The Deputy PM said he had "no idea" what the fuss was about.
Lawmakers cast only 60 votes in favour of the motion, well below the 76 needed for it to pass, after the national council of the Democratic Left Party recommended that members of parliament (MPs) representing the party abstain from voting. In the ballot, held after 1 a.m. February 14, 51 were against the motion and 24 abstained.
The SDĽ council's decision ended a week of political uncertainty concerning the future of Prime Minister Mikuláš Dzurinda's government as well as the sale of a 49 per cent state share in gas utility Slovenský plynárenský priemysel (SPP). Politicians and diplomats had warned before the vote that if Mikloš lost his seat Slovakia's chances of joining the European Union and Nato could be spoiled.
Mikloš is seen by many western observers as the guarantor of reform in Slovakia, and a major pillar of the government's credibility. "The West respects Mikloš as a person, and his loss could seriously shake confidence in Slovakia and mean big problems for us at the Prague summit on Nato expansion," said Slovak ambassador to Washington Martin Butora, in parliament to watch proceedings.
However, comments by MPs for the Democratic Left and the Civic Understanding Party during nine hours of debate showed that while the government may have averted a crisis, it still grapples with serious internal dissent.
"I'm disappointed that in this country everyone who has a different opinion from Mikloš is automatically some kind of enemy of Slovakia or integration," said Ľubomír Andrassy, a deputy for the Democratic Left (SDĽ).
"The post of Deputy Prime Minister for Economy is one of the most important but difficult jobs in the cabinet," said Civic Understanding (SOP) member Marian Mesiarik. "I expected more from Mikloš. Economically speaking we're back where we were three years ago, in some ways even worse off. I think Mikloš has focused too much on privatisation and not enough on coordinating an economic revival."
The SDĽ and SOP had threatened to add their votes to those of the political opposition, which would have easily given the non-confidence motion the 76 votes it needed in the 150-seat legislature to succeed.
Before the vote Dzurinda had threatened to step down if Mikloš was dislodged, a promise he repeated in front of MPs as the debate began.
But after three hours of talks in a nearby restaurant, the SDĽ's senior body decided to advise party MPs, in the words of SDĽ Defence Minister Jozef Stank, to vote "responsibly".
SDĽ national council members would not say what had led them to their decision.
Meanwhile, the atmosphere in parliament slowly lost its initial tension.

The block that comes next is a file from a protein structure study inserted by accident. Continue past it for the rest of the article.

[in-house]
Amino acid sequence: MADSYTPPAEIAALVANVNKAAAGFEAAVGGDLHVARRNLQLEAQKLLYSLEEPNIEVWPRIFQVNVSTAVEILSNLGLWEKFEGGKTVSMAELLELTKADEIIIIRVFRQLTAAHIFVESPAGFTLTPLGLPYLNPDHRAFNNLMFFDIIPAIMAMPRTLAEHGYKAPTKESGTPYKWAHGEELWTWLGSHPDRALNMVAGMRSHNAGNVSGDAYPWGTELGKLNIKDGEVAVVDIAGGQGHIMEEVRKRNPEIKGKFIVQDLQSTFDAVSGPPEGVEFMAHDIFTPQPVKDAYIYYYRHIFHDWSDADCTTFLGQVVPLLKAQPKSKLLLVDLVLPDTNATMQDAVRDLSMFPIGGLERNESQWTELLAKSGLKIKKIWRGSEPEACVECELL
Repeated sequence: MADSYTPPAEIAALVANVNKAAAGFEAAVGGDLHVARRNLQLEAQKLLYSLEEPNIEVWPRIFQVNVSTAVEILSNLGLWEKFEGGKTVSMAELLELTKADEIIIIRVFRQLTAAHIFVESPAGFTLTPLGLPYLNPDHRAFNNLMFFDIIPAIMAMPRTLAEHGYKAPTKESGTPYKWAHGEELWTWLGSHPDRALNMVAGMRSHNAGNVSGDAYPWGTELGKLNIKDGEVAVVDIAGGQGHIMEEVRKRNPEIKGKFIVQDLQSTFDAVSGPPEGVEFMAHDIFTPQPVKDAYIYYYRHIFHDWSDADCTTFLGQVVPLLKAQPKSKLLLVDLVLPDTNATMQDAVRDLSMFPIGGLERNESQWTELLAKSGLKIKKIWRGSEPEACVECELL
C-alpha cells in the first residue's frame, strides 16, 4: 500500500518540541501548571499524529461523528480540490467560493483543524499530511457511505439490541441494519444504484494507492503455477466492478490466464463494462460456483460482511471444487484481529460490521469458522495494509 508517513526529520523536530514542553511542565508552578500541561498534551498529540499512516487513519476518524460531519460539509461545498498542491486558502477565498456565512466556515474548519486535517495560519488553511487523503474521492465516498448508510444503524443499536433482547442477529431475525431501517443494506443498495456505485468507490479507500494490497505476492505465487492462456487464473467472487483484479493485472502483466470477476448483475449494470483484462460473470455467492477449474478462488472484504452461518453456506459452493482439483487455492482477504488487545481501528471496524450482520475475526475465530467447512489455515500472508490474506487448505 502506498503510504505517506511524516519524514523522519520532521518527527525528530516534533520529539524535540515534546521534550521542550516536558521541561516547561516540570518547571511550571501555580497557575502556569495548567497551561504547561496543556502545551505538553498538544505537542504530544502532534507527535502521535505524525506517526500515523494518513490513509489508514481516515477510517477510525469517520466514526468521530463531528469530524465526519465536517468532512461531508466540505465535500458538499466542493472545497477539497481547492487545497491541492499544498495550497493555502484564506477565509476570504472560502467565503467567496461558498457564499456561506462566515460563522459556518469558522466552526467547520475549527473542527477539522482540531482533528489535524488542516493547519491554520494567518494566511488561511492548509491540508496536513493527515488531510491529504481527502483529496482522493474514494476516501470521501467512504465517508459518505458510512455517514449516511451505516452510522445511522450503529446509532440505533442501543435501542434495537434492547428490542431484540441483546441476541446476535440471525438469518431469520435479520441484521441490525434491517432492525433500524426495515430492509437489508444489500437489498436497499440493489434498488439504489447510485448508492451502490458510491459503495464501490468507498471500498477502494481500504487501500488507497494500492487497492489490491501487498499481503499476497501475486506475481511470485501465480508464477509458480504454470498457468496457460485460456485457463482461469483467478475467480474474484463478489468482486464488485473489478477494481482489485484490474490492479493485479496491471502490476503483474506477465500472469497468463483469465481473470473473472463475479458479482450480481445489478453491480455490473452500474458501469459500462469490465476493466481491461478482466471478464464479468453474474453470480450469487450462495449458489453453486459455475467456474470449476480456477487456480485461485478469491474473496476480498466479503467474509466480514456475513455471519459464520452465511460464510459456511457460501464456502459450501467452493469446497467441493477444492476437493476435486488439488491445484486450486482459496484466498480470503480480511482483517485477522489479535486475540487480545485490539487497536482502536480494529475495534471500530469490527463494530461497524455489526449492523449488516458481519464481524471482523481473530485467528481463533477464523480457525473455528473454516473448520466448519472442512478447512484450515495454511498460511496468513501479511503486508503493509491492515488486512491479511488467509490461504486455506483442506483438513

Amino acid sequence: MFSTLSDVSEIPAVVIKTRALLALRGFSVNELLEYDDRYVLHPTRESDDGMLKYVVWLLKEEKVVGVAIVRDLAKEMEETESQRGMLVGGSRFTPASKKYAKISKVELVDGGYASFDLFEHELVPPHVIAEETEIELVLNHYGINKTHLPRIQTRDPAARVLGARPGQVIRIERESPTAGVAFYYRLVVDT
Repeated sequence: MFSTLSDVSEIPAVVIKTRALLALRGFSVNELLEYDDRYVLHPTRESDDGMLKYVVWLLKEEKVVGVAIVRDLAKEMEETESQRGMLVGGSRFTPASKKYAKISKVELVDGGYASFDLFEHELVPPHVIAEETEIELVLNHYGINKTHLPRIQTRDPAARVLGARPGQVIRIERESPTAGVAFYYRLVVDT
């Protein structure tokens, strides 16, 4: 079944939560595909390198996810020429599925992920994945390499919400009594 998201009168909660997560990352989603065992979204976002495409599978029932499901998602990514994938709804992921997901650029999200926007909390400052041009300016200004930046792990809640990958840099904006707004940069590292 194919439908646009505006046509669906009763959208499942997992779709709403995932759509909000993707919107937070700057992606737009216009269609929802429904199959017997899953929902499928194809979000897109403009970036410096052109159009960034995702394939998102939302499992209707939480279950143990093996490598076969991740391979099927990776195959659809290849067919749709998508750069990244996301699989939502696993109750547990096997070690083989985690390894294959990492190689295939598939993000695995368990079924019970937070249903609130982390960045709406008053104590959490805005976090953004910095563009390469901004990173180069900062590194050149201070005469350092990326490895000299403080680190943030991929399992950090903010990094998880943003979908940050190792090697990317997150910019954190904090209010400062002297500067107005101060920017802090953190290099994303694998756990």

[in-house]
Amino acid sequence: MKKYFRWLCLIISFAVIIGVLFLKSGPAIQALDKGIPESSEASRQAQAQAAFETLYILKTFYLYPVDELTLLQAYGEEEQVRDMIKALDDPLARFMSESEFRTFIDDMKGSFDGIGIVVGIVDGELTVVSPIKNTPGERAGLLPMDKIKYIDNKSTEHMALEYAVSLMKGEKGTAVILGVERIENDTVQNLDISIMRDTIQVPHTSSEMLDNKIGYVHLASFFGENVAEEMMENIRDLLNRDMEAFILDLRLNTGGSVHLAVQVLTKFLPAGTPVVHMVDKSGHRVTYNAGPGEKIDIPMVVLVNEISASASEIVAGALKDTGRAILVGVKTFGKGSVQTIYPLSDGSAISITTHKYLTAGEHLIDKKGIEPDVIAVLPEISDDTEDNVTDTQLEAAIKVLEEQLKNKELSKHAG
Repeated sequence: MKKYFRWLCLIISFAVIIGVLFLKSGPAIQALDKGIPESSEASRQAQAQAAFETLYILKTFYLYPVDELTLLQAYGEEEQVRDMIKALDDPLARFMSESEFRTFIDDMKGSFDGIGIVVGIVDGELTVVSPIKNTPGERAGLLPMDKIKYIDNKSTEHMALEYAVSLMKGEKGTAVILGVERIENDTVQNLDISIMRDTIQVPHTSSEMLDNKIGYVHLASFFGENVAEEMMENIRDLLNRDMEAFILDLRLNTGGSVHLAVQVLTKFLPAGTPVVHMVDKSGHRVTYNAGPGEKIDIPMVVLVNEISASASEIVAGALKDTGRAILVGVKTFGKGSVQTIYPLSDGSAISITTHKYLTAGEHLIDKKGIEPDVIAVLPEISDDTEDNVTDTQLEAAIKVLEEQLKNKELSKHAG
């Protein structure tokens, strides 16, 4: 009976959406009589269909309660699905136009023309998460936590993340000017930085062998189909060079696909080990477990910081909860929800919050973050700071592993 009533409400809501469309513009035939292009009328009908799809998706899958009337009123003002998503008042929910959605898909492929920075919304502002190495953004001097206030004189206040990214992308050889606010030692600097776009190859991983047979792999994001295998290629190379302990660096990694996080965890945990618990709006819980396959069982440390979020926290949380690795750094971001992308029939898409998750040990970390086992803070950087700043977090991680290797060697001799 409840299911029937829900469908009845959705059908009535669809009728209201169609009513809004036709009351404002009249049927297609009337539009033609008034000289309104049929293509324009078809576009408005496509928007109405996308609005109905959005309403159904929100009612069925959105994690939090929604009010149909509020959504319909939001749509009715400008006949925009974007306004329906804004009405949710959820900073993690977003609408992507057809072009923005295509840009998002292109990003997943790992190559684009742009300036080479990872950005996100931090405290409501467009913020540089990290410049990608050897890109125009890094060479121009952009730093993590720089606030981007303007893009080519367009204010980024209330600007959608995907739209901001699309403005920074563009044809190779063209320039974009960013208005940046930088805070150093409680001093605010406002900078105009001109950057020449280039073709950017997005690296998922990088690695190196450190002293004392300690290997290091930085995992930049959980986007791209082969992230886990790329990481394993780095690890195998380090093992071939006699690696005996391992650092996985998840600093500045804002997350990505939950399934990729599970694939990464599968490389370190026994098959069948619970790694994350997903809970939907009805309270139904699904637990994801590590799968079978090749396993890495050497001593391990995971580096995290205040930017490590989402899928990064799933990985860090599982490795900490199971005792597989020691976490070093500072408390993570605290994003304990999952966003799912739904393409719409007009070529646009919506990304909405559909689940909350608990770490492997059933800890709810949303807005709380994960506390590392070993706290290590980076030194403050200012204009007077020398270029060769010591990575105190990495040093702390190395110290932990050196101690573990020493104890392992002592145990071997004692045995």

"This is a classic battle over whether [three-time former PM] Vladimír Mečiar and his privatisers take over the government," said Dzurinda, the second of 23 politicians who had signed up to speak.
"Dzurinda must have bought those glasses of his on Wall Street or somewhere else in the United States," responded Ján Cuper for the opposition Movement for a Democratic Slovakia (HZDS).
Further responses to speeches brought guffaws from deputies, such as when former Culture Ministry spokeswoman Marta Podhradská, now an MP for the HZDS, had difficulty pronouncing the word "restructuralisation" in a criticism of Mikloš' bank sector reforms.
Many MPs left during the debate - some, like František Šebej, to walk their dogs and attend to domestic chores, others for drinks at a restaurant adjoining the legislature.
One opposition MP, after losing his parliamentary identity card and voting permit in the restaurant, bought a round for a group of journalists who had found the documents.
Asked what the fight over Mikloš was really about, Interior Minister Ivan Šimko told The Slovak Spectator: "It's a power struggle between the government and opposition, nothing abnormal, dangerous or destabilising. It has roots in the division of power that emerged from the 1998 election."
Šebej, vowing to return when the speeches were over, called the debate "political exhibitionism".
But Bratislava lawyer Ernest Valko, who represents the SPP gas utility and has defended Dzurinda's SDKÚ party before the Supreme Court, said he thought the struggle within the government was more related to the SPP sale, which is expected to generate as much as Sk150 billion ($3 billion) for the state when completed next month.
Mikloš is the head of the SPP privatisation commission which has a major influence on the sale. He has steadfastly refused attempts by the SDĽ to change the conditions of the tender.
"This infighting isn't just about money, it's all about money," Valko said.
Mikloš, who had spent almost nine hours in the chamber as MPs debated his future, said after the vote "I admit I don't really know what this was all about."
18. Feb 2002 at 0:00 | Tom Nicholson